Sir, I think that amongst the first words which fell from the lips of the right hon. Gentleman, I heard the expression of his astonishment that, at the present period, and after the experience which we have now enjoyed, her Majesty's Government should still be disposed in attempting the settlement of the question of the Corn-laws to adhere to the principle of a graduated scale. 1 do not mean to say that there are not Gentlemen in this House who might have uttered such a sentiment without raising in my mind any feeling of surprise; but most certainly I did entertain a feeling of surprise when I heard such sentiments uttered by the right hon. Gentleman. It is possible that my mind may have been labouring under some hallucination—it is possible there may be errors in the records of the proceedings of this House; but I think there have been occasions, and occasions not very remote, upon which the question of a Corn-law founded not only upon a graduated scale, but upon the old graduated scale, has been brought forward, and, marvellous as the fact may seem, the right hon. Gentleman has supported it. The right hon. Gentleman has selected the year 1838, and he says that in that year the graduated scale produced no less than thirty-five changes of duty. There was a motion for its removal in 1838. The right hon. Gentleman resisted that motion. But early in 1838 he did not know of these thirty-five changes which took place in the course of the year. The effect which that change produced in his mind could not be expected to be fairly perceived until the year 1839. The year 1839 afforded him another opportunity. In that year a motion of a most qualified description was brought forward for the correction of the monstrous evil against which the right hon. Gentleman has to-night exerted all the powers of his eloquence and declamation. In 1839 the hon. Member for Wolverhampton moved, that certain persons should be heard by counsel at the bar in support of a petition, complaining of the operation of the Corn-laws; and even to that most moderate request—even to that simple demand for the consideration of the question, the right hon. Gentleman was prepared to give and did give his absolute negative. Do not suppose that I complain of him for having changed his opinions—do not suppose that upon almost any question of politics—certainly least of all upon a difficult question relating to matters of trade and commerce and the rules of political economy—that I presume to question the motives or impeach the judgment of the right hon. Gentleman on account of the alteration which has taken place in his opinions. But when I consider that within the last two years he was himself found among the staunch defenders of these very laws in their most offensive form—that within these two years he was not willing to admit even of compromise or inquiry—I think the surprise he has expressed may well be expected to excite upon this side of the House, at least a corresponding sentiment. Now let us look to the argument, if I may so call it, of the right hon. Gentleman. The right hon. Gentleman quotes the words of Mr. Huskisson in 1821. Is it quite fair in the right hon. Gentleman, of all men alive to quote the words of Mr. Huskisson in 1821? The right hon. Gentleman has quoted the words of Mr. Huskisson in that year against both the words and acts of Mr. Huskisson in every subsequent year of his life. He says these words were good against the scheme established by the present law. He knows that Mr. Huskisson supported the present law—he knows that he was in great part the author of a system in 1827 perhaps a few degrees less strong than the present law, but analogous to it. The right hon. Gentleman really quotes Mr. Huskisson in 1821 against Mr. Huskisson in 1828. The right hon. Gentleman ought to recollect that, perhaps in after times, some future Members of Parliament, engaged in a Corn-law debate, may treat him in a similar manner; and if they be fortunate enough to find any speech delivered by the right hon. Gentleman, when a staunch defender of the present stringent Corn-law, thus may be found citing the authority of the right hon. Gentleman in favour or high protecting duties, notwithstanding the speech just delivered by him. The right hon. Gentleman has retrodden those paths which in the very long debates which have taken place, were so well beaten by many hon. Members of this House, and as I particularly have had occasion to trespass on the indulgence of the House, and go into many details, I feel some scruple in following the right hon. Gentleman at any length through all the topics to which he has adverted. But the right hon. Gentleman was remarkably eloquent upon the subject of the relations of commerce and agriculture, and I regretted to hear his remarks. He said in the first instance there was an identity of interest between them, but he afterwards went into some supposititious cases of rivalry and opposition of interests, and I was far from sorry to hear all that he thought proper to say respecting the manufacturing skill and industry of England, but I Was dissatisfied to hear him rate rather low our agricultural skill and industry. He said it was not her superior skill in extracting the products of the earth that had given this country her prominent position among nations. I, on the contrary, certainly feel well convinced, and am prepared to maintain, that the very same skill and energy which have been so eminently conspicuous in the commercial and manufacturing greatness of England have likewise given to British agriculture a power and efficiency which h exceeds that of almost every other nation; and, feeling as I do, amidst these discussions, that nothing is more desirable than to check any disposition which may be found amongst certain classes to speak disparagingly of others. I lament, that the right hon. Gentleman, when speaking of the great ability and energy displayed in the pursuit of British commerce, should have attempted to diminish that confidence which I trust the agriculturists of the country will continue to feel from year to year, from their experience, both in the power of their soil, and the efficacy of the means which they apply to its cultivation, as compared with those of foreign countries. The right hon. Gentleman then adverted to a topic which is familiar, and even trite to all those who have attended to these debates, and complained of the operation of the Corn-laws, founded on the principle of a graduated scale, in diminishing and hampering our trade in foreign corn. I may repeat the observations which I ventured to make upon a former occasion. We are now at the end of a period of four bad harvests. The right hon. Gentleman says, if we had had a fixed duty upon corn, it would have led to a fixed import; that a fixed import would cause a fixed trade; and that a fixed trade would increase the demand for our manufactures abroad. I pass over the fact that he begs the question, Which is certainly a very important question, that an importation of corn from any given country will fee followed by an increased demand for our manufactures. In the course of a very long period of time it is probable such would be the case. ["Hear."] Yes; in a very long period of time. But look at the cases of the countries which are furnishing us at this moment with two or three times the value in raw materials of the manufactures which we send to them. Why is it, that they do not take more of our manufactures? If Russia does not take our manufactures for tallow and hemp, why should other countries be obliged, or in all cases be inclined to take our manufactures for corn? But, granting the case of the right hon. Gentleman, I do not wish to encourage a fixed trade in corn altogether independent as to its amount of our wants. I wish the trade in corn to be extended as far as is consistent with other and still more important interests. But, presuming a trade is established, still he cannot deny, that the extent of that fixed trade must necessarily be limited by our average demand. Suppose in common years we wanted a supply of 2,000,000 of quarters, I will grant, for argument's sake, that with a fixed duty we might obtain that quantity, and might expect to pay for it in manufactured goods. But what are the present circumstances? Four bad harvests have produced 10,000,000 quarters less than the average produce. How is that deficiency to be supplied by a fixed trade? A fixed trade would bring the quantity you usually require. A fixed trade might enable you to pay for the quantity you usually required in British manufactures. But here is a sudden demand to meet the deficiency of 10,000,000 quarters on the last four years. You must exhaust the foreign granaries—you must offer higher prices—you must pay in bullion. The very same arguments which have been adduced to exhibit the evils which have occurred during the last four years, will prove, that under any new system of a fixed duty, in case of a succession of four bad harvests, substantially the same circumstances must arise. The hon. Gentleman, the Member for Liskeard, alluded to a rather different kind of argument—to the fact, that the Corn-laws diminish the demand for labour. It is with great satisfaction, that I perceive a disposition on the other side of the House to give up particular forms of argument against the Corn-laws. It is quite natural, that in the discussion of complicated interests, a number of fallacies should become current on both sides, and it is desirable they should be ex- ploded. One of the fallacies which was employed in the warfare on the hustings was the cry of cheap bread. Now, it is generally admitted in this House, that the cry of cheap bread considered in itself, means nothing that is necessarily beneficial to the labouring classes. We ought not to look to the mere wages of the labourer, but to his relative means—to his command of the power of enjoyment. The absolute price which he may be called on to pay for bread is in itself comparatively unimportant. With equal wages it is of immense importance; but the question is, what effect a change of this description would have upon wages? I rejoice, that the hon. Gentleman, instead of referring to the more exoteric doctrine of cheap bread, chose to argue the question on the demand for employment, and the hon. Gentleman endeavoured to shew, that the abolition of the Corn-laws, which would put land out of cultivation, would add to employment. 1 cannot help alluding to another cheering symptom which has manifested itself during these debates—that less has been said than in former years of the power of our foreign competitors to undersell British manufactures. Whatever may be the distress among our manufacturers at this moment, so far from foreign competition having produced it, on the contrary, foreign manufacture, has, I believe, suffered far more from British competition, than British manufacturers have suffered in neutral markets from foreign manufacturers. It has already been shown, by my right hon. Friend, at the head of the Government, that our exports, more especially of cotton yarn and goods, have greatly increased, and, that at the same time, the consumption in the home market, has also, upon an average of years, increased, so that it appears wrong to entertain such apprehensions as hare been avowed; and from patriotic, and not from party motives I rejoice, that less from foreign competition is to be dreaded, than had been surmised. I admit, that the competition of foreign rivals is formidable in some branches nor will I attempt to weaken any argument that has been used to show that British manufactures are entitled to some protection against some of those disadvantages; but I affirm that British manufacturers, taken as a whole, are able to beat their opponents in almost every market of the world. But the hon. Gentleman said, the effect of the Corn-laws is to limit the demand for labour. He spoke of the great hardships of the present state of things, and alluded to the report of Mr. Horner, who stated that in one place 32,000 persons were only partially employed, and 17,000 without employment, making 52,000 persons out of work. Undoubtedly this is a lamentable state of things, but the real question for the House to consider was, would a repeal of the Corn-laws remedy it? Now, setting aside all questions of cheap bread and foreign competition, and looking to the subject as regards the employment of the labouring classes, I will ask, does any Gentleman really believe that a sudden repeal of the Corn-laws would diminish the number of unemployed labourers? I do not say of the number of labourers unemployed in manufactures, but those of all classes. Is it possible that any man can suppose, whatever may be his opinion of the ultimate effect of the repeal of the Corn-laws on land—is it possible any man can doubt that a repeal of the Corn-laws would at once displace a vast mass of agricultural labour? This has been, to a great extent, treated as a landlord's question, but I will contend that, for the present generation, at least, it is more of a labourers' question. What is rent, which is said to be augmented by these laws? Now the most approved authorities in political economy have defined rent as the surplus produce the land yields after the cost of cultivation and the maintenance of the cultivator. This being so, and considering the many classes of land in cultivation, it is further taught by these writers, that the lowest class yields no rent, or at least that the returns are exceedingly small, and may be put out of account. If you raise the price of agricultural produce in any country, you would bring a much wider extent of land into cultivation, and therefore the poorer soils would be tilled and if the poorer soils in our country be cultivated through the rise of the price of agricultural produce, it follows that if you diminish prices, so as to limit production, that the effect must be to throw the poorer soils out of cultivation. This might diminish rents, but in the present extent of cultivation, it is clear that if you reduce rents, it must be by throwing certain lands out of cultivation, and you must, therefore, at the same time, throw out of employment a great body of labourers. It is also said that if the Corn-laws Were repealed, the agriculturists, instead of raising wheat to the present extent, would turn their fields into pasture. That is another view of the question. It may even be held, that by doing this, the landlords would maintain their rents undiminished; but is it not at least clear that the transfer from tillage to pasture would throw a vast number of labourers out of work? —It is evident, then, that throughout the country the support and the employment of agricultural labourers would be more endangered by a repeal of the Corn-laws than the rents of the landlords. I hope, now, that the practical result of those considerations will be to induce the House to approach this question in the calm temper recommended to them by a preceding speaker. Of all things I deprecate any violent legislation on this subject, because the effect would be to disturb the enormous mass of capital embarked in agricultural pursuits, to spread a panic amongst the cultivators of the soil, and to diffuse, perhaps in consequence of merely groundless apprehensions and fears, much real misery through the community. The hon. and learned Member for Liskeard said, that one object was to attempt to preserve that certainty of price to the farmer which we did not give to other interests, by excluding foreign competition in certain states of the corn market. But the hon. and learned Gentleman should recollect that we attempt this because a security is already given to other interests which cannot be given to the farmer—that is, that while other interests have a legal protection afforded them, independent altogether of any reference to the quantity of the produce, and consequently to the price, no power can, in the opinion of nine-tenths of the Gentlemen present, give such a security to the farmer; and, therefore, the State may try and compensate the farmer for its incapacity to maintain any protecting duty when prices are high, by giving him a protection greater than that given to other interests, when prices are moderate or low. Nothing can be more fair, surely, in principle, setting apart for the moment, the policy of such a course, than that this inability on the part of the State, in one condition of the market, should be counterbalanced by a somewhat greater favour in another. The hon. and learned Gentleman also said, that in the markets of the country, under the old law, the consumer derived no benefit from the 1s. duty when the price was 73s.; that the foreign holder derived all the profit, that the saint amount, about 2,000,000 of quarters, would have come in under an 8s. duty, as actually did come in under the present law, and that too at prices not above 64s. Now, in the first place, we ought to guard against the fallacious assumption, that the effects of the old and the proposed law would be the same. Admitting the defective working of the old law, I believe that the new law, as shown in the course of these debates, and as declared by eminent mercantile authorities, including men of all parties, will have the effect of permanently removing, or at least of materially diminishing the inconvenient effects of the present system. But the hon. and learned Gentleman was too severe on the dead, to which class the law of 1828 might now be considered to belong, while, on the other hand, he claimed too much credit for a fixed duty. The hon. Gentleman said that at the price of 56s. that is to say, 64s., with 8s. duty deducted, the foreign holder of corn would be as much induced to bring corn to England as at 72s., that is to say, 73s., with 1s. duty deducted. But is it natural that the foreigners would go to such a distance, pay as much for transport, and pay as much to the original cultivator when the price he can obtain in England is only 56s. as when it is 72s.? Such a statement requires no refutation. But the new law is likely to give a sufficient encouragement to the foreign holder, and relief to the consumer at home. The hon. Gentleman, in calculating the loss which, as he supposed, was sustained by the consumer through the operation of the existing law during the past autumn, charged the rise of price, which he conceives was effected by practising upon the averages, on four times the number of quarters of corn which were returned to the inspectors. But, although on the whole year, the returns made to the inspectors may not represent above one-fourth of the consumption, yet, at the period of speculation, it was far otherwise. Both the quantities returned underwent a great increase, and the prices were also considerably above the general level, and many of the sales moreover were not bonâ fide but nominal. So that it would be a very great exaggeration indeed to treat the whole enhancement of price thus estimated as a loss sustained by the body of consumers upon the whole quantity of wheat required for their subsistence. I heard with great pleasure the able and temperate speech of the noble Viscount, the Member for Sunderland. But now that the House has determined by an overwhelming majority against a total repeal of the Corn-laws, and against a fixed duty, what is it that we are discussing? The hon. Gentleman, who last spoke, called the new law the precursor of ultimate change, and quoted Burke, to show that a Government ought not to tamper with provision-laws. But a Government does not tamper with a subject when it brings forward a measure, admitted to be practicable, a measure which can and which will be carried, and which is not a speculation, or a mere political manœuvre. I do not mean to say that the measure of last year, though introduced under suspicious circumstances, was not a sincere and conscientious measure; but the word tamper was a two-edged weapon, and it bears sharply certainly on the propositions made last year by the Gentlemen-now in opposition. I affirm that the present Government does not tamper with the Corn-laws in bringing forward a measure which is allowed to be a relief and which is allowed to be practicable. Even the noble Viscount, the Member for Sunderland, in his candid speech, while stating that he did not believe the Corn-laws to be the sole cause, or the principal cause but to be a cause of the present distress, said the proposed alteration would be a very substantial benefit, for it would mitigate the restrictions, and diminish the evils now felt—and he added, that though he had no objection to vote with his hon. Friend, the Member for Wallingford, because he believed the opposition would be ineffectual, yet if he believed the result of the junction would be to reject the bill, nothing on earth would induce him to give his vote against it. This was the declaration of one of the most able advocates of a fixed duty. Those are the true tamperers with the Corn and provision-laws who bring forward a measure which they know they cannot carry. I do not question their intentions; but if they knew so little of political affairs, or of their position, as to deal with a question involving the most vital interests of society, agitating the country from end to end without a chance or a hope of settling it, those who attempted to deal with such a question demanding the utmost strength of a Government long after they had lost all strength whatever, and when they could have no rational hope of bringing their efforts to a conclusion, the Government which so acted tampered in truth, and tampered most unwarrantably, with the Corn-laws. With regard to the graduated scale, I should be ready to show, if it were necessary at this stage of the discussion, that it is possible to conceive a graduated scale which might operate without inconvenience to trade, and be in every way beneficial both to the consumer and producer. But I will content myself after all the argument that has already passed on this matter with reminding the right hon. Gentleman, and those who think with him, that though there is no such thing as ideal perfection on this subject, yet there is great parliamentary authority in be half of a graduated scale, and if the agriculturists have been in a delusion with regard to it, I will ask the right hon. Gentleman to view them with something of compassion and sympathy, when he recollects that till lately he has been a partaker in their delusion. Surely it is a matter worthy their consideration that the landed interest possess a large share in the representation of the country, and even if in error must have their errors lightly dealt with. The hon. and learned Member for Liskeard bestowed much compassion on my right hon. Friend on account of the uneasiness which it is supposed he must undergo from the state of feeling among the agriculturists. Why, if ever there was a time in which the agriculturists have done themselves honour by the feelings they have generally exhibited, by the good sense and practical prudence they have generally, or with but rare exceptions displayed in the way they have regarded this matter, the present is that time. [" Hear."] I am sincere in that declaration; I think it is difficult to look at the details of the present law, and not see that the agriculturists of England are making a considerable sacrifice. I do not say that they are sacrificing too much—I am far from contending that they are sacrificing more than the commercial and the general interests of the country have a right to demand; but at a time when parties have been sharpened by political excitement, have been pitted together in the field of a general election, have been heated by every stimulant which those who ought to have known better could apply—when we considered the exaggerated views that, from these circumstances, parties have been led to entertain, I will say that it is honourable to the agriculturists of England that they have accepted the present proposition, have supported it, and are pre- pared to carry it through as an amendment of the existing law. Let those who think that a maximum duty of 20s. is a prohibitive duty, put themselves in the position of those who think their interests are bound up with the Corn-laws. I do not say that it is so, hut let them assume that the agriculturists think it is so. Is it no material change, instead of a duty gradually rising with the price, to produce the present scale instead of the protection that the law had given them for the last 140 years? [An hon. Member: The protection has not existed so long.] If the hon. Gentleman would examine the documents that have been published on the subject, he will find that Corn-laws have existed with a maximum duty of 20s. and upwards for the last 140 years, from the beginning of the last century; and now that the maximum duty imposed an wheat is 20s. a quarter, it is a fair subject of praise to the agriculturists that they have surrendered nearly half of their protection. I do not believe that the agriculturists have surrendered too much. I believe that they can afford to part with a portion of their protection, but I will say that it is laudable and honourable in them, standing in their position, both in the country and in Parliament, to have made that sacrifice to the other classes of their countrymen. But, after all, the question is as to this supposed tampering with the Corn-laws. It might be, as the hon. and learned Member said, like taking a brick out of a wall, but if that brick was mouldered away, and they took it out and put in a sound one, I am not sure that the hon. and learned Gentleman will not call that an improvement. The noble Viscount said that this was but the precursor of ulterior change; far be it from him to say that in matters of trade and production it is possible for Parliament to exercise such a gift of foresight, as to make provision by anticipation for generations to come. If hon. Gentlemen look back at the course of history, they would find that there had hardly ever been a period of ten, fifteen, or twenty years, without some new law relating to corn. The noble Viscount had also objected to it, that it is not a practical measure; and he came forward with his old scheme of a fixed duty. The noble Viscount spoke of the proposed measure as chimerical,—is not the doctrine of a fixed duty in the present state of men's minds a chimerical proposition? If anything could be called chimerical, it is the duty of 4s. or 5s. a-quarter supported this, year by the noble Viscount. The noble Viscount alleged, also, that this was an unsettling measure, and not a final one, All finality is comparative, but what is the finality of the noble Viscount, the Member for Sunderland? Last year it was 8s., but this year it is 5s., and before two years were passed, I am afraid the duty would vanish altogether. But suppose, if I may make such a supposition, that Parliament should adopt the principle of a fixed duty; let them suppose, if their imaginations were elastic and bold enough, that by some incomprehensible means a law should pass in the present Session, similar to the measure proposed by the late Government, what would be the consequence? Who would be pledged to maintain it? What body would support it? What would be the general conviction of the country with regard to it? Is it not clear as the sun at noon-day, that on the Corn-laws, the country is divided into two parties, one objecting to all protection, the other attached to the principle of a graduated scale? Who, then, are the few solitary champions of a fixed duty by which I mean a duty over and above a mere nominal rate, a duty of 6s. or 8s,; Is it not common in this House to hear hon. Gentlemen declare, as the hon. and gallant Member for Marylebone had declared, that they liked a fixed duty, as it was the shortest way to arrive at no duty at all? If we could divide the House in the same way as they sometimes took the votes in another Chamber over the water—if we could take a poll of the House on the questions of no duty at all, of a graduated scale, and of a fixed duty, can it be believed, that one-sixth of the House would vote for a fixed duty? And how do the few champions of a fixed duty stand among themselves? What is their consistency on this vital point? He saw three of them opposite; the first, the noble Lord, the Member for London, was for a fixed duty, descending suddenly to 1s. at a famine price; near him sat the hon. and learned Member for Liskeard who said, that the descent to a minimum duty was the very sting of a sliding scale; then the noble Viscount, the Member for Tiverton, another neighbour of theirs held the doctrine, that a protection duty could not be justified at all, but that if a duty were levied on corn, it ought to be a duty for revenue. Now, a more extraordinary pro- position than this never reached my ears, nor one of which the noble Viscount who proposed it, ought to be more inclined to repent. When they laid a duty on a foreign article, which came into competition with a corresponding British article, would it do to call it a revenue duty? The noble Viscount held the doctrine of a revenue duty in words, and contradicted it in fact; but I do not believe, that any genuine free-trader would be content with the noble Viscount's abandonment of the word, and his retention of the thing, signified by that word. Here, then, were three champions of a fixed duty and all of them utterly at issue with each other, as to the amount of it, and as to the principles on which it should be levied. I have troubled the House much longer than I intended, and I will now come to a conclusion. The plan proposed is a measure, that practical men may adopt, and have adopted; its details have not, perhaps, the unanimous, but they have the general concurrence of the agricultural and commercial bodies. It is a measure of considerable relief, it has been declared even by its opponents, to be a material improvement of the present law. It is a measure against which not the least able and perhaps the most tenacious of those who are about to vote against it, has said he would not take any step in opposition, if he did not know, that that opposition would be unavailing. Can anything justify more completely the position in which her Majesty's Government stood, as supporters of a measure which as they believe will be acceptable to the country at large, and will be considered to be a boon by all the great and varied interests affected by its operation.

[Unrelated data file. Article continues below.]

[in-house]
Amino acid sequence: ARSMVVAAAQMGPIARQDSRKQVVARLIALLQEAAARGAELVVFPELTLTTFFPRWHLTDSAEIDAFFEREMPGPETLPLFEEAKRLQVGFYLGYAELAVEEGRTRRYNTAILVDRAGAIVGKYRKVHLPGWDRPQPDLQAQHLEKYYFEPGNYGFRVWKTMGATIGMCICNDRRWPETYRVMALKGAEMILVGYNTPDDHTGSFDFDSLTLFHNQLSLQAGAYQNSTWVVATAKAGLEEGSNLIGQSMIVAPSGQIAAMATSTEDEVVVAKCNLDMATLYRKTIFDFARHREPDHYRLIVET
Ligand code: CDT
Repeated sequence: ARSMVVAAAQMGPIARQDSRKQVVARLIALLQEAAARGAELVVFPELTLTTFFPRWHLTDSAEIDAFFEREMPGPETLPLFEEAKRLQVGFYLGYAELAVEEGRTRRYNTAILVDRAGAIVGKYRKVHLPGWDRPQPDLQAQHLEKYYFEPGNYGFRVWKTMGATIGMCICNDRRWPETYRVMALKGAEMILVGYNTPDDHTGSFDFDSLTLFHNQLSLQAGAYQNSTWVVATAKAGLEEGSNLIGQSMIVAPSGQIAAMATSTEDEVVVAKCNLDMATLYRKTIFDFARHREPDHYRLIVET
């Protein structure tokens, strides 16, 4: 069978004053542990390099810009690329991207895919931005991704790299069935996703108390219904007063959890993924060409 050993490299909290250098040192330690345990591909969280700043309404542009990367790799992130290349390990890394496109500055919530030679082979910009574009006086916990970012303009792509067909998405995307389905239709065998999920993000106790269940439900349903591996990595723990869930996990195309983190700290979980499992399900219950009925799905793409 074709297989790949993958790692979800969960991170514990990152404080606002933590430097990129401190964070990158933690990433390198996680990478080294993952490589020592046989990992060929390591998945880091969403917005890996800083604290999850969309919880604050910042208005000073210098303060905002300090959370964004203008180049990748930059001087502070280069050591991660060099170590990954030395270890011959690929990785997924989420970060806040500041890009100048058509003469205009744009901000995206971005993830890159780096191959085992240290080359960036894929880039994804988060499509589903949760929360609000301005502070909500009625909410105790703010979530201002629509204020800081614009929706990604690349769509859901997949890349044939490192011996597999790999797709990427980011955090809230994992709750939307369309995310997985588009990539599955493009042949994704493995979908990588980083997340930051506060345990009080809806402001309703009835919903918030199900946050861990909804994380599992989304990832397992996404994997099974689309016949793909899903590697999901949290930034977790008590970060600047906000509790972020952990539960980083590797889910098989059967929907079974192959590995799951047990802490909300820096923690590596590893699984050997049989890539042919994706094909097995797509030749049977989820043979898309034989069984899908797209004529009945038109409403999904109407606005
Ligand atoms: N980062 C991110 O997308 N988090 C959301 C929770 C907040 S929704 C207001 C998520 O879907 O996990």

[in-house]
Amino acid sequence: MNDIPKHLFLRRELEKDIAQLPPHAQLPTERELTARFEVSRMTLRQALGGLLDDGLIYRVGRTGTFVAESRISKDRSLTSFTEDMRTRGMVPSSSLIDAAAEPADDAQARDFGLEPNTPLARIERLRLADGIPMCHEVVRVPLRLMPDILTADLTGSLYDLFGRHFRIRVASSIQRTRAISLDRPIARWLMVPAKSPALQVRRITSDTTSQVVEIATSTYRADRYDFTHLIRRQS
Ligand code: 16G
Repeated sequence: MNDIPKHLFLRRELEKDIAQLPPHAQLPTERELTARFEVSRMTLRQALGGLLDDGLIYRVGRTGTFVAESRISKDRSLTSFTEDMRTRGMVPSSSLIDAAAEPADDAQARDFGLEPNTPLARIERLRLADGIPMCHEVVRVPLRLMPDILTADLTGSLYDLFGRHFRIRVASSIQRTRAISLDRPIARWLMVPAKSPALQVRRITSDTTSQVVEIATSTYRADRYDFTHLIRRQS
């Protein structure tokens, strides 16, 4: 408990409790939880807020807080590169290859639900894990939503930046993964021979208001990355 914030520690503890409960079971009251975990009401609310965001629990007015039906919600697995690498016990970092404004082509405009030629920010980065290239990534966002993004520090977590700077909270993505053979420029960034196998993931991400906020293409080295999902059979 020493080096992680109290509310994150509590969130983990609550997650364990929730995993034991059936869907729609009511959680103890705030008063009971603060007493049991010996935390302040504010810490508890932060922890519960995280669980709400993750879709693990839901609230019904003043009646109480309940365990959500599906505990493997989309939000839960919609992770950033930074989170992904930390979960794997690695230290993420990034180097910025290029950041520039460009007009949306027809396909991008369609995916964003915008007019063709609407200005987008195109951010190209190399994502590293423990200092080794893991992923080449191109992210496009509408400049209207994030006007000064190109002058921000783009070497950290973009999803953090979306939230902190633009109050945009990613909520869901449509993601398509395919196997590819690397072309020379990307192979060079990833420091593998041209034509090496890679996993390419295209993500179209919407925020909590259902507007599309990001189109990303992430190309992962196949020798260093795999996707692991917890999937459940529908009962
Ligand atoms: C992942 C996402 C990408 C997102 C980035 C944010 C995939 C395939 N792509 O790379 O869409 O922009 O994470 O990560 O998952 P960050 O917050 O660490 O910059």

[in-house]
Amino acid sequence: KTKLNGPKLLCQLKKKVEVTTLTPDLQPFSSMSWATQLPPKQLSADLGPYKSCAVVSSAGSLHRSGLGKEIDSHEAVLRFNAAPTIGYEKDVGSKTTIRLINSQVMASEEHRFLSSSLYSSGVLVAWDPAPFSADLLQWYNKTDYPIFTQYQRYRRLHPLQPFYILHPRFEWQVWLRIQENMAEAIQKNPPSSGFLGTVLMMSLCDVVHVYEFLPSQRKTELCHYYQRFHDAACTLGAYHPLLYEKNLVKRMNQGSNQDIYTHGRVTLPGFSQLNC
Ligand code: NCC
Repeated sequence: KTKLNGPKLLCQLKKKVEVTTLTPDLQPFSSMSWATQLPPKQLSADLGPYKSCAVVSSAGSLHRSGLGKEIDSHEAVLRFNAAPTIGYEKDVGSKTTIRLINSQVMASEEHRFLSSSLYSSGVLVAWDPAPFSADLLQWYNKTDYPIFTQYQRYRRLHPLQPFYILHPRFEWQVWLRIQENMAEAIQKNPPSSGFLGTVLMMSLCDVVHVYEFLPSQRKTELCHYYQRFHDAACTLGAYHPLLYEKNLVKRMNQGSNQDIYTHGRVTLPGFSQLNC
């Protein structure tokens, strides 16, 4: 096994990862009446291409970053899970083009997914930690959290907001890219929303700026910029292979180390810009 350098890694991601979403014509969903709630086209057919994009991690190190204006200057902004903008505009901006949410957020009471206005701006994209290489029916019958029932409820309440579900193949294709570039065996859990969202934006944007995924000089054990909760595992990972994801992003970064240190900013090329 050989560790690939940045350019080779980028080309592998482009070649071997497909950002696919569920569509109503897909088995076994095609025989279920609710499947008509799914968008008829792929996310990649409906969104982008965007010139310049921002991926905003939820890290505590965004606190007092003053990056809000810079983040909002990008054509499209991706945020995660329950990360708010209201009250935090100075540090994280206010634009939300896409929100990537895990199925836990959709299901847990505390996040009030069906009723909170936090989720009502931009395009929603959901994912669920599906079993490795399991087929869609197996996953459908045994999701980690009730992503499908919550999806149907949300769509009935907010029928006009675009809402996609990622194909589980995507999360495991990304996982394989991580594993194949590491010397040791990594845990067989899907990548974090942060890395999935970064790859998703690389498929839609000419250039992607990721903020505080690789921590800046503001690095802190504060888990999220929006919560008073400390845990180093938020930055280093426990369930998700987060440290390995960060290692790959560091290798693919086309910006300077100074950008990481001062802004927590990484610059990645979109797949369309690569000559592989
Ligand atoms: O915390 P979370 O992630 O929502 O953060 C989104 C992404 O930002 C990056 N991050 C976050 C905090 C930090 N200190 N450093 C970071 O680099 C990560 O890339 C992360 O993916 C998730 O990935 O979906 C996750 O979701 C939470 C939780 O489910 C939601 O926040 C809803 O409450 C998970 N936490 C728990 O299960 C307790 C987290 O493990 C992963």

Lord J. Russell said,